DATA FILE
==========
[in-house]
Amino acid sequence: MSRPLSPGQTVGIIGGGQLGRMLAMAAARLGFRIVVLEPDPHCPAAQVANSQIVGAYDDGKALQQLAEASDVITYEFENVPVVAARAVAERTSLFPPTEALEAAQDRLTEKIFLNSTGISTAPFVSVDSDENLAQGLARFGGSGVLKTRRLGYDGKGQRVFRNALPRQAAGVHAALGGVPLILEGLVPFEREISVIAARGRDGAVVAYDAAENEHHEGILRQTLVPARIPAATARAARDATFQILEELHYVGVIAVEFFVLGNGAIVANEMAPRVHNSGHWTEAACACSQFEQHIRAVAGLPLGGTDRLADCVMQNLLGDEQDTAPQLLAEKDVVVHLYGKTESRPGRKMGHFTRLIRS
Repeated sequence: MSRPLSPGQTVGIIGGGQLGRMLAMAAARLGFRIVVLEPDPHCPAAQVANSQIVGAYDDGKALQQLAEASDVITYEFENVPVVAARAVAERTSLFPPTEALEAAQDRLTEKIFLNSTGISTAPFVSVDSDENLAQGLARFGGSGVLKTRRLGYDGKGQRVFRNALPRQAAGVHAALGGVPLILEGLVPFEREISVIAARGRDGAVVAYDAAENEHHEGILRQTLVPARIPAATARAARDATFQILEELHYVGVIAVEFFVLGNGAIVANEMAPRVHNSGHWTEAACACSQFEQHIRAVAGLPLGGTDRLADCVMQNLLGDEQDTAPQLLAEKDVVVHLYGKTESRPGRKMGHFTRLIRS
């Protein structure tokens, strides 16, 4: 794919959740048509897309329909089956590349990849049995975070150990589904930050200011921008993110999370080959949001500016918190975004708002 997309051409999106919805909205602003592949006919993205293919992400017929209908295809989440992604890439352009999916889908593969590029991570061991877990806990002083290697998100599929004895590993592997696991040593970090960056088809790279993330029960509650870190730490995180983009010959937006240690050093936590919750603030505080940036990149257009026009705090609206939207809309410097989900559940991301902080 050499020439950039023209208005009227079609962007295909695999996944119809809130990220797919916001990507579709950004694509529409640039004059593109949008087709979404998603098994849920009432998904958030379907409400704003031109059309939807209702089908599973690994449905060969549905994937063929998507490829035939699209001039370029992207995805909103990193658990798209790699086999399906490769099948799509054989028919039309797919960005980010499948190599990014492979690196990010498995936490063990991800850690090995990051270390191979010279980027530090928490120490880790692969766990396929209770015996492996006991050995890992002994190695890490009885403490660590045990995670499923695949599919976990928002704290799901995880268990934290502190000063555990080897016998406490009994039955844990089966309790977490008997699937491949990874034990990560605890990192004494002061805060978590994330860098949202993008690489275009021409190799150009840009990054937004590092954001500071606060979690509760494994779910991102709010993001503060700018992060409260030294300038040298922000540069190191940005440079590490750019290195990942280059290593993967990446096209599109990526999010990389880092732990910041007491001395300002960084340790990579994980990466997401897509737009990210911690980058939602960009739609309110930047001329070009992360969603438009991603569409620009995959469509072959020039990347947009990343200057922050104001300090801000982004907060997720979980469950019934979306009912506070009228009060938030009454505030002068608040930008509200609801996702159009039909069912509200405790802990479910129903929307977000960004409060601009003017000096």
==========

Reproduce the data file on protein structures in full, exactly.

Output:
[in-house]
Amino acid sequence: MSRPLSPGQTVGIIGGGQLGRMLAMAAARLGFRIVVLEPDPHCPAAQVANSQIVGAYDDGKALQQLAEASDVITYEFENVPVVAARAVAERTSLFPPTEALEAAQDRLTEKIFLNSTGISTAPFVSVDSDENLAQGLARFGGSGVLKTRRLGYDGKGQRVFRNALPRQAAGVHAALGGVPLILEGLVPFEREISVIAARGRDGAVVAYDAAENEHHEGILRQTLVPARIPAATARAARDATFQILEELHYVGVIAVEFFVLGNGAIVANEMAPRVHNSGHWTEAACACSQFEQHIRAVAGLPLGGTDRLADCVMQNLLGDEQDTAPQLLAEKDVVVHLYGKTESRPGRKMGHFTRLIRS
Repeated sequence: MSRPLSPGQTVGIIGGGQLGRMLAMAAARLGFRIVVLEPDPHCPAAQVANSQIVGAYDDGKALQQLAEASDVITYEFENVPVVAARAVAERTSLFPPTEALEAAQDRLTEKIFLNSTGISTAPFVSVDSDENLAQGLARFGGSGVLKTRRLGYDGKGQRVFRNALPRQAAGVHAALGGVPLILEGLVPFEREISVIAARGRDGAVVAYDAAENEHHEGILRQTLVPARIPAATARAARDATFQILEELHYVGVIAVEFFVLGNGAIVANEMAPRVHNSGHWTEAACACSQFEQHIRAVAGLPLGGTDRLADCVMQNLLGDEQDTAPQLLAEKDVVVHLYGKTESRPGRKMGHFTRLIRS
């Protein structure tokens, strides 16, 4: 794919959740048509897309329909089956590349990849049995975070150990589904930050200011921008993110999370080959949001500016918190975004708002 997309051409999106919805909205602003592949006919993205293919992400017929209908295809989440992604890439352009999916889908593969590029991570061991877990806990002083290697998100599929004895590993592997696991040593970090960056088809790279993330029960509650870190730490995180983009010959937006240690050093936590919750603030505080940036990149257009026009705090609206939207809309410097989900559940991301902080 050499020439950039023209208005009227079609962007295909695999996944119809809130990220797919916001990507579709950004694509529409640039004059593109949008087709979404998603098994849920009432998904958030379907409400704003031109059309939807209702089908599973690994449905060969549905994937063929998507490829035939699209001039370029992207995805909103990193658990798209790699086999399906490769099948799509054989028919039309797919960005980010499948190599990014492979690196990010498995936490063990991800850690090995990051270390191979010279980027530090928490120490880790692969766990396929209770015996492996006991050995890992002994190695890490009885403490660590045990995670499923695949599919976990928002704290799901995880268990934290502190000063555990080897016998406490009994039955844990089966309790977490008997699937491949990874034990990560605890990192004494002061805060978590994330860098949202993008690489275009021409190799150009840009990054937004590092954001500071606060979690509760494994779910991102709010993001503060700018992060409260030294300038040298922000540069190191940005440079590490750019290195990942280059290593993967990446096209599109990526999010990389880092732990910041007491001395300002960084340790990579994980990466997401897509737009990210911690980058939602960009739609309110930047001329070009992360969603438009991603569409620009995959469509072959020039990347947009990343200057922050104001300090801000982004907060997720979980469950019934979306009912506070009228009060938030009454505030002068608040930008509200609801996702159009039909069912509200405790802990479910129903929307977000960004409060601009003017000096």